Austin artist Diana Dopson created luminous color photographs for her exhibition installation titled BIOTA on view at the gallery through September 13th. In BIOTA, Dopson explored the uneasy alliance between nature and culture. A variety of insect species (butterflies, glittering aqua beetles, metallic blue flies) were photographed and placed within confining box structures as seen in natural history museums.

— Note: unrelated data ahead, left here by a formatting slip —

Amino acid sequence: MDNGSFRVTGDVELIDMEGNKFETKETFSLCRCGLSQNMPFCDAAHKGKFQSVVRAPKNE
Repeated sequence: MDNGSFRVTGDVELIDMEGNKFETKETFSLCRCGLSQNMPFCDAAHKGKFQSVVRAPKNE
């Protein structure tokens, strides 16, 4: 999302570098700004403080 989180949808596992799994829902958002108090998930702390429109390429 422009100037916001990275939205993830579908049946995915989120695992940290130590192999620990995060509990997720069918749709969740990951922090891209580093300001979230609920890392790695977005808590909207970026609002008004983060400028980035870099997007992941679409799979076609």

The work was primarily photographic but the easy details commonly associated with the medium were rendered obscure by the wax surface and the use of blur. The lack of focus and the use of blur evoke a sense of the fleeting and the transitory. Dopson used a process that includes binding her color photographs to boards and fixing them beneath several layers of encaustic. This creates the effect that the art works are hovering effortlessly between the mediums of painting and photography. She created the illusion of three-dimensionality with this method to remind us of the discrepancy between object and image, between experience and art. Writer, Colleen Choquette-Raphael stated “Diana Dopson is creating, with this body of work, a philosophy of spring. A world on the threshold of sunlight and rain, a world that exists in that uncanny space between what is real and what is imagined, what is desired and what is. We are made dizzy first by the brilliance and then by its diffusion. Her inquisitive nature leads us to a place where the residue of color trailing a butterfly’s navigation through the summer twilight becomes the iconography of desire. We run our hands through the pool and find the sandy bottom. It is a gentle indictment, a call to arms to aid in the protection of this fragile world.”